severity, all the males, or at any rate all those of full age, having been put to death

(I Kings 11:15-16). On the death of David, Edom seems to have revolted under

a prince named Hadad, and to have reestablished its independence. It had been

again subjected by the time of Jehoshaphat, who appointed a governor over it

(I Kings 22:47), and treated it as a portion of his own territories (ch. 3:8). Now

the yoke was finally thrown off, as had been prophesied (Genesis 27:40).

Edom became once more a separate kingdom, and was especially hostile to

Judah. In the reign of Ahaz the Edomites “smote Judahand carried away

many captives  II Chronicles 28:17). When the Chaldaeans attacked and

besieged Jerusalem, they cried, “Down with it, down with it, even to the

ground!” (Psalm 137:7). They looked on with joy at the capture of the

holy city (Obadiah 1:12), and “stood in the crossway, to cut off such as

escaped” (Ibid. v.14). After the return from the Captivity, they were still Judah’s

enemies, and am especially denounced as such by the Prophet Malachi (Malachi

1:3-5). In the Maccabee wars, we find them always on the Syrian side (1 Mac.

4:29, 61; 5:3; 6:31; 2 Macc. 10:15), doing their best to rivet the hateful yoke of

the heathen on their suffering brethren. As Idumaeans, the Herodian family must

have been specially hateful to the Jews - “and made a king over themselves.”

The king mentioned in ch. 3:9, 26 was probably a mere vassal king under

Jehoshaphat.

 

21  “So Joram (Jehoram) went over to Zair,” - Naturally, Joram did not allow

Edom to become independent without an attempt to reduce it. He invaded

the country in full force, taking up a position at a place called Zair, which is

not otherwise known -  “and all the chariots with him:” - The article

has the force of the possessive pronoun - “and he rose by night, and

smote the Edomites which compassed him about,” -  Josephus understands

the writer to mean that Joram made his invasion by night, and smote the

Edomites on all sides (‘Ant. Jud.,’ 9:5. § 1); but it seems better to suppose,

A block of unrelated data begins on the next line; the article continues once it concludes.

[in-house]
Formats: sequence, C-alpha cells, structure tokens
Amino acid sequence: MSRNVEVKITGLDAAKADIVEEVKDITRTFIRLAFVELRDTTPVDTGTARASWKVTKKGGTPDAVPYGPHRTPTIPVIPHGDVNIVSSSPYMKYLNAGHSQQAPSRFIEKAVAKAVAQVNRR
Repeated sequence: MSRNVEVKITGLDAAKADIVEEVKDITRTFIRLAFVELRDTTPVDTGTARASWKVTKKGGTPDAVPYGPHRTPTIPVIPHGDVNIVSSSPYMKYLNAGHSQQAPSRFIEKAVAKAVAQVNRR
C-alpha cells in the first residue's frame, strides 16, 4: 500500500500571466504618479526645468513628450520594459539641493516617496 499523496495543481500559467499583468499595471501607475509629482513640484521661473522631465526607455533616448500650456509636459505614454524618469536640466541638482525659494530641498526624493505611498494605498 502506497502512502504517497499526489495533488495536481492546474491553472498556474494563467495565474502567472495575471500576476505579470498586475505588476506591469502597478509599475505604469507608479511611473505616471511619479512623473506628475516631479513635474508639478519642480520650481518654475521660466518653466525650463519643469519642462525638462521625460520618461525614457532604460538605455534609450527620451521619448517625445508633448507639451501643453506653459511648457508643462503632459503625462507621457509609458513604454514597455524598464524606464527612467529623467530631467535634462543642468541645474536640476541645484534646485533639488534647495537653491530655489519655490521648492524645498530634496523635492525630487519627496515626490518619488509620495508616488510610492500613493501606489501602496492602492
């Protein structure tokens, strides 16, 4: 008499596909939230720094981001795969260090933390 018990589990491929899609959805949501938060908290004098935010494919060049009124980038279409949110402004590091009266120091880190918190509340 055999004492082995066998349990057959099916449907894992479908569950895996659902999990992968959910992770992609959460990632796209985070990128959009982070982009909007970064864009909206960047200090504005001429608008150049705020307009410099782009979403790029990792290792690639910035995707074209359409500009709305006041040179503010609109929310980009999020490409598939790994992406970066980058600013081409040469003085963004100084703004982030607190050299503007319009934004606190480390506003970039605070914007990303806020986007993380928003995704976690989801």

with most modern commentators, that the meaning is the following: Soon

after Joram invaded the country, he found himself surrounded and blocked

in by the Edomite troops, and could only save himself by a night attack,

which was so far successful that he broke through the enemy’s lines and

escaped; his army, however, was so alarmed at the danger it had run, that it

at once dispersed and returned home - “and the captains of the chariots;

i.e. the captains of the Edomite chariots. They too were “smitten,” having

probably taken the chief part in trying to prevent the escape - “and the

people fled into their tents.” - i.e. dispersed to their homes. Compare the

cry of Jeroboam (1 Kings 12:16), “To your tents, O Israel!”

 

22  “Yet Edom revolted” - Joram’s attempt having failed, the independence

of the country was established -  “from under the hand of Judah unto this day.”

The successes of Amaziah and Azariah against Edom (ch. 14:7, 22) did not

amount to reconquests. Edom continued a separate country, not subject to

Judaea, and frequently at war with it, until the time of John Hyrcanus, by whom

it was subjugated. “Unto this day” means, at the most, until the time when the

Books of Kings took their present shape, which was before the return from the

Captivity -  “Then Libnah revolted at the same time.”  Libnah was situated

on the borders of Philistia, in the Shefelah, or low country, but towards its eastern

edge. Its exact position is uncertain; but it is now generally thought to be identical

with the modern Tel-es-Safi, between Gath and Ekron, about long. 34° 50’ E.,

Int. 31° 38’ N. It had been an independent city, with a king of its own, in the early

Canaanite time (Joshua 10:29-30; 12:15), but had been assigned to Judah

(Ibid. 15:42), and had hitherto remained, so far as appears, contented with its

position. Its people can scarcely have had any sympathy with the Edomites, and its

revolt at this time can have had no close connection with the Edomite rebellion.

Libnah’s sympathies would be with Philistia, and the occasion of the revolt may

have been the invasion of Judaea by the Philistines in the reign of Jehoram, in

II Chronicles 21:16, and in which Jehoram’s sons were carried off.  (This Jehoram

was king of Judah and the son of Jehoshaphat – the one in this chapter was king of

Israel and the son of Ahab – CY – 2011)

 

23   And the rest of the sets of Joram, and all that he did, are they not

written in the book of the chronicles of the kings of Judah? Some of these

acts are recorded in II Chronicles; e.g. his execution of his brothers and of many

nobles (Ibid. 21:4); his erection of high places (Ibid. 21:11); his persecution

of the followers of Jehovah (Ibid.);  his reception of a writing from Elisha, which,

however, had no effect upon his conduct (Ibid. 21:12-15); his war with the

Philistines (Ibid. v.16) and with the Arabs (Ibid.); his loss of all his sons but one

during his lifetime; his long illness, and his painful death (Ibid. vs.18-19). But the

‘Book of the Chronicles of the Kings of Judah’ was a work on a larger scale

than the extant Book of Chronicles, and probably went into much greater detail.

 

24  “And Joram slept with his fathers,” - Joram died after an illness,

that lasted two years, of an incurable disease of his bowels. “No burning”

was made for him, (Ibid. v. 19) and there was no regret at his death - “and

was buried with his fathers in the city of David:” -  i.e. in the portion of

Jerusalem which David built; but, according to Josephus (‘Ant. Jud.,’ 9:5. § 3)